If you are providing goods or services to customers or clients, chances are you have performed customer service work. In addition to the support provided to the consumer, true customer service should help advance the strategic goals of the company. Being a customer-centric company helps retain customers and grow your business. So what elements comprise a good customer service program?
Representative training: If you have dedicated customer service representatives, it is important that they be trained well. First, they need to have a thorough understanding of products and services and be able to resolve common issues on their own. Their communication skills should be top notch as they will interact both internally with other departments and externally with customers.
They must also be proficient users of technology. Customer service software helps to streamline customer interactions and representatives need to be able to use it to efficiently resolve customer concerns. In addition, customer service has come a long way from the call center. Your customers are contacting you not only by phone, but by email, live chat, and on social media. Representatives should feel comfortable on all these platforms.
Customer service representatives must be empowered to make the customer happy. They must understand and buy into the company mission, have a certain level of autonomy to make decisions, and have continuous training, mentoring and coaching along the way.
Finding the right model of support: Most customer service departments are built on a model of tiered support or collaborative support. Which works best for your company depends on a few factors such as the size of your company, the number of support requests that are coming in, and the variety and complexity of those requests.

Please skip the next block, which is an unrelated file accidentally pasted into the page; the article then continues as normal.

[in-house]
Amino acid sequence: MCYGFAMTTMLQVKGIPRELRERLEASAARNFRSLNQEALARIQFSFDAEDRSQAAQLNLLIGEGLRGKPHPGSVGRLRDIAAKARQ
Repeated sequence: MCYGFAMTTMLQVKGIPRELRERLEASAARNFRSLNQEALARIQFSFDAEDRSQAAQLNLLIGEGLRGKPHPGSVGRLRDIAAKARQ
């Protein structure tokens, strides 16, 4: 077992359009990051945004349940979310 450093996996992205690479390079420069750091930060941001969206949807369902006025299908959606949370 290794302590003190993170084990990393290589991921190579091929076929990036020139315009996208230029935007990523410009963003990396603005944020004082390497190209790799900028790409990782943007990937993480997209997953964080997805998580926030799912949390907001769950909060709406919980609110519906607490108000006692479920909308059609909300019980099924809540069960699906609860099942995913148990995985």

Tiered Support: In this model, Tier 1 representatives take care of easy, less time consuming tasks, and Tier 2 representatives handle more complex requests, might work for your business. You may find that you may even need a Tier 3. Quickly growing companies that are developing a sizable customer base and service requests may benefit from tiered support as requests get funneled to the representative best suited to handle the request.
Staffing and supervision: To determine staffing levels, you’ll need to analyze you call volume and the times your customers are seeking help. For some businesses, this may require 24/7 customer service. For others, it may mean increasing staff at peak times to keep response times within your goals. Knowing your own service goals, your competitor’s standards, and customer expectations should help guide you as you determine appropriate response times. However, keep in mind that customer expectations are steadily rising in this area. In 2014, an American Express study found the maximum time a person was willing to wait on hold for phone support was 13 minutes. However, in 2017 an Arise survey showed that 2/3 of people said they would wait for 2 minutes or less.
Monitoring the interactions between customers and representatives is important in order to maintain the level of service expected and improve that service level when needed. Monitor phone calls in real time in order to identify skill gaps and provide additional coaching and training when needed. Use software that can utilize speech analytics for phone calls and text analytics for email and chat to identify trends and patterns that need to be addressed. Continuous evaluation of all customer feedback platforms ensures that outgoing communication is consistent and lives up to the company quality standard.
Providing an overall great customer experience will be the main competitive difference between companies in the years ahead. As companies apply a customer-centric approach, the increase in customer satisfaction will help to retain those customers, promote and protect their brands, and set them up for success. In Part 2 of our series on customer service, we’ll talk more about the different platforms customers may be contacting you on, appropriate response times and what metrics you should be looking when evaluating your efforts and the future of customer service.